Therefore, a photo-alignment material according to the principles of the present invention is formed by connecting other main chains to a main chain including a photo-reactive ethenyl group.
The photo-alignment material described above provides a photo-alignment layer in which photo-reactivity and alignment stability are improved.
A liquid crystal display device using the photo-alignment material according to the present invention is explained with reference to FIG. 1, which shows a cross-sectional view of a liquid crystal display device. Referring to FIG. 1, a liquid crystal display device according to the principles of the present invention includes a first substrate 1, a second substrate 2, a liquid crystal layer 3 formed between the first and second substrates, and a spacer 20 that maintains a uniform interval between the substrates 1 and 2.
The first substrate 1 is a substrate for thin film transistor (hereinafter abbreviated TFT) switching devices that selectively turn data signals on/off in accordance with gate voltages. To that end, on the first substrate 1 are a gate line having a gate electrode 11 for a thin film transistor and a gate insulating layer 12 over the substrate and the gate electrode 11. The gate insulating layer is beneficially a silicon nitride layer (SiNx). A semiconductor layer 13 is on the gate insulating layer 12 and over the gate electrode 11. A data line 14 crosses the gate line. A source electrode 14 a and a drain electrode 14 b are on the semiconductor layer 13. A first passivation layer 15 is formed over the substrate as shown in FIG. 1, including over the source electrode 14 a and the drain electrode 14 b. The first passivation layer 15 is beneficially of silicon nitride (SiNx) or BCB (Benzocyclo Butene). A pixel electrode 8 that connects to the drain electrode 14 b is formed on the first passivation layer 15. The pixel electrode 8 is beneficially of ITO (indium tin oxide). Furthermore, a first alignment layer 4 a extends over the surface, including the pixel electrode 8, as shown in FIG. 1.
The second substrate 2 supports a color filter layer for expressing colors. On the second substrate 2 are black matrices 16 that prevents light leakage, a color filter layer 17 (RGB) between neighboring black matrices 16, and a second passivation layer 18 over the entire surface as shown in FIG. 1. The second passivation layer 18 protects the color filter layer 17. A common electrode 19 is then formed on the second passivation layer 18. The common electrode 19 is beneficially comprised of ITO (indium-tin-oxide). A second alignment layer 4 b is then formed over the entire surface as shown in FIG. 1.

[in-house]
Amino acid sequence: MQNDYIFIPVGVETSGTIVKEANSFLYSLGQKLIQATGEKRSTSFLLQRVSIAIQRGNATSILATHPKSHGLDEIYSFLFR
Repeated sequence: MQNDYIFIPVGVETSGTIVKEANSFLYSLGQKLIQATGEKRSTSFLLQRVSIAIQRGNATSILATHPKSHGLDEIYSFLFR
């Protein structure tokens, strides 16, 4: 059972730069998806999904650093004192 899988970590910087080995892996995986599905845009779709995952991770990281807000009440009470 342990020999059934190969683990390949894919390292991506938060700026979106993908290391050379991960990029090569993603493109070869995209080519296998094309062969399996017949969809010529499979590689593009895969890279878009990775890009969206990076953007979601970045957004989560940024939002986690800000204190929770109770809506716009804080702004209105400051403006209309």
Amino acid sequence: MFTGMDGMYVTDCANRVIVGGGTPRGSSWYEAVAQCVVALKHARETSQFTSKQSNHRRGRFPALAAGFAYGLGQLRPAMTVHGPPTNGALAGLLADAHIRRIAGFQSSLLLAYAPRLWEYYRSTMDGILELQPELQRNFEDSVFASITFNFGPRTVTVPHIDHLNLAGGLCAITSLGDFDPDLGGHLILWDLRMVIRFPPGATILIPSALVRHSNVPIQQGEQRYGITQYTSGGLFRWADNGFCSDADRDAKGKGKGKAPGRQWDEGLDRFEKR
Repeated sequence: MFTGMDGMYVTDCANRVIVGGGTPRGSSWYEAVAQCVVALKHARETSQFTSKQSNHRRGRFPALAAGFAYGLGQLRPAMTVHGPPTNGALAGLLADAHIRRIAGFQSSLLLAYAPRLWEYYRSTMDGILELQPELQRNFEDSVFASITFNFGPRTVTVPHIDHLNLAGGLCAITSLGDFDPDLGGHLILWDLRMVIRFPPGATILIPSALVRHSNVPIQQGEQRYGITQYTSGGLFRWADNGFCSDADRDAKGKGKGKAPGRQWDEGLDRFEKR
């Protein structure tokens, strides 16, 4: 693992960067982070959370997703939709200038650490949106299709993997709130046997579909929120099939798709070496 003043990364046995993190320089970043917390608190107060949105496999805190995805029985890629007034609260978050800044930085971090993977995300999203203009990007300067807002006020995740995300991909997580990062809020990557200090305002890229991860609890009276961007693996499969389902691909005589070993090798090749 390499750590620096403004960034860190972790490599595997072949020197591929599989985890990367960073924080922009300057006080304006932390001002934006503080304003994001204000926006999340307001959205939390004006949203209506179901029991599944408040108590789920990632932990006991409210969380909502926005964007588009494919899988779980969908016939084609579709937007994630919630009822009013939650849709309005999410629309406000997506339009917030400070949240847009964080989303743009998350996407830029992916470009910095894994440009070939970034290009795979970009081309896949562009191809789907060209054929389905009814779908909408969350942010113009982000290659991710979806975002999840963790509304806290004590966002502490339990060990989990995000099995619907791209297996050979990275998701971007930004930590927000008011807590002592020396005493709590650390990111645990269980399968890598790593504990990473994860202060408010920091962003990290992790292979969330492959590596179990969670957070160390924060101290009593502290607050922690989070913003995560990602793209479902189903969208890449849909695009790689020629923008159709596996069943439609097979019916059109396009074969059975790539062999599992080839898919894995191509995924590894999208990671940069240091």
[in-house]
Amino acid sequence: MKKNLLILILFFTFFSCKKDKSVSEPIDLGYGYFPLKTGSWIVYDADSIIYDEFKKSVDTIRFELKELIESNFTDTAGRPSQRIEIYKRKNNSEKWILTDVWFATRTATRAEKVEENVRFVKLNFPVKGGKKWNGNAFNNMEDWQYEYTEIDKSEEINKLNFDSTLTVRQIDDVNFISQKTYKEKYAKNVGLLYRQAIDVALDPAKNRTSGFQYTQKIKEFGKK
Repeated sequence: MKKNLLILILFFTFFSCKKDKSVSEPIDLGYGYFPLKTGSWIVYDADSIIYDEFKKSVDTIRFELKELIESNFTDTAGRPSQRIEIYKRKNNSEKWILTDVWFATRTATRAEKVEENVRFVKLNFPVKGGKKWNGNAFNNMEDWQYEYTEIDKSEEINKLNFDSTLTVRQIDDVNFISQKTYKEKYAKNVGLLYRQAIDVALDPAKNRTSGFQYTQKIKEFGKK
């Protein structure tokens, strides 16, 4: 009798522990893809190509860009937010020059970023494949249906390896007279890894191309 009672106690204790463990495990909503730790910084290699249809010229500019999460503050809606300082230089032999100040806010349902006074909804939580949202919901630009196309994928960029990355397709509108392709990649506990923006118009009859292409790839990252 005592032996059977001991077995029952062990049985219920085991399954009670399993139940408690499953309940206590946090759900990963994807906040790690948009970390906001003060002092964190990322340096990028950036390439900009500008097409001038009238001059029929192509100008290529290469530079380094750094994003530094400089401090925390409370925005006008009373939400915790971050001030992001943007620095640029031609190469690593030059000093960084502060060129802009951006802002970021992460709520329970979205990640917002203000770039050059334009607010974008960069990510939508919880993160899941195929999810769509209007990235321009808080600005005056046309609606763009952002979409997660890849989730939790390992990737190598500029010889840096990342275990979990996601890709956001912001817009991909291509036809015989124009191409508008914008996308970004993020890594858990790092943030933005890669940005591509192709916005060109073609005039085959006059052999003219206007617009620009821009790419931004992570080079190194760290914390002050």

At least one of the first and second alignment layers 4 a and 4 b is formed from a photo-alignment material that is in accord with the principles of the present invention. If the other alignment layer is not formed from a photo-alignment layer material, it can be formed by rubbing.
To form a photo-alignment layer using a photo-alignment material as described above (having an ethenyl group in the main chain), the photo-alignment material is uniformly coated on a substrate. That photo-alignment layer material is then thermally treated and dried in an oven. Subsequently, a structure that assists anisotropy of the liquid crystals is attained by irradiating polarized UV rays onto the exposed surface of the photo-alignment layer. The UV rays may be irradiated vertically and slantwise using unpolarized light, non-polarized light, linearly polarized light, partially polarized light or the like, depending on the alignment structure to be implemented.